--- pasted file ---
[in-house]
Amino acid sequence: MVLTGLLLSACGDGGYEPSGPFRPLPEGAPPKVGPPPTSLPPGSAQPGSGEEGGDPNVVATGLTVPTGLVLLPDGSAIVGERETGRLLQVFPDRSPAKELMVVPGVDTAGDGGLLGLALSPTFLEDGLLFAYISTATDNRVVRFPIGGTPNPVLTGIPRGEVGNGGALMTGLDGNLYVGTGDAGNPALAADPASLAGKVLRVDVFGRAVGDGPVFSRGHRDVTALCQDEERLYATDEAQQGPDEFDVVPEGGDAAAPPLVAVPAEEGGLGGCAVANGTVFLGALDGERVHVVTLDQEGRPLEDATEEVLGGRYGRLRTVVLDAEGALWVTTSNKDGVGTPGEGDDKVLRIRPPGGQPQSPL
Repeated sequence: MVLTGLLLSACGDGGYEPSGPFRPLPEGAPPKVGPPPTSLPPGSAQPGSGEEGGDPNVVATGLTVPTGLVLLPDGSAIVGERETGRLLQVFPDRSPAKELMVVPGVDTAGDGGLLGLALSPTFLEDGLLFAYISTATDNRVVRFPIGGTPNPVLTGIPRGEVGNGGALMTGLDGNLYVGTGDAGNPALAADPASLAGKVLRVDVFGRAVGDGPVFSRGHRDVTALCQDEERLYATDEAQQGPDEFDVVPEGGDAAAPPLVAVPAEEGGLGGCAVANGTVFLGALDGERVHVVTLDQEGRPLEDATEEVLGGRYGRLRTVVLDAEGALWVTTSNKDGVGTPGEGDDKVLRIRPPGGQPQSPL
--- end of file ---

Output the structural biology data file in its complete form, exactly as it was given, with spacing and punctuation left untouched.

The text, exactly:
[in-house]
Amino acid sequence: MVLTGLLLSACGDGGYEPSGPFRPLPEGAPPKVGPPPTSLPPGSAQPGSGEEGGDPNVVATGLTVPTGLVLLPDGSAIVGERETGRLLQVFPDRSPAKELMVVPGVDTAGDGGLLGLALSPTFLEDGLLFAYISTATDNRVVRFPIGGTPNPVLTGIPRGEVGNGGALMTGLDGNLYVGTGDAGNPALAADPASLAGKVLRVDVFGRAVGDGPVFSRGHRDVTALCQDEERLYATDEAQQGPDEFDVVPEGGDAAAPPLVAVPAEEGGLGGCAVANGTVFLGALDGERVHVVTLDQEGRPLEDATEEVLGGRYGRLRTVVLDAEGALWVTTSNKDGVGTPGEGDDKVLRIRPPGGQPQSPL
Repeated sequence: MVLTGLLLSACGDGGYEPSGPFRPLPEGAPPKVGPPPTSLPPGSAQPGSGEEGGDPNVVATGLTVPTGLVLLPDGSAIVGERETGRLLQVFPDRSPAKELMVVPGVDTAGDGGLLGLALSPTFLEDGLLFAYISTATDNRVVRFPIGGTPNPVLTGIPRGEVGNGGALMTGLDGNLYVGTGDAGNPALAADPASLAGKVLRVDVFGRAVGDGPVFSRGHRDVTALCQDEERLYATDEAQQGPDEFDVVPEGGDAAAPPLVAVPAEEGGLGGCAVANGTVFLGALDGERVHVVTLDQEGRPLEDATEEVLGGRYGRLRTVVLDAEGALWVTTSNKDGVGTPGEGDDKVLRIRPPGGQPQSPL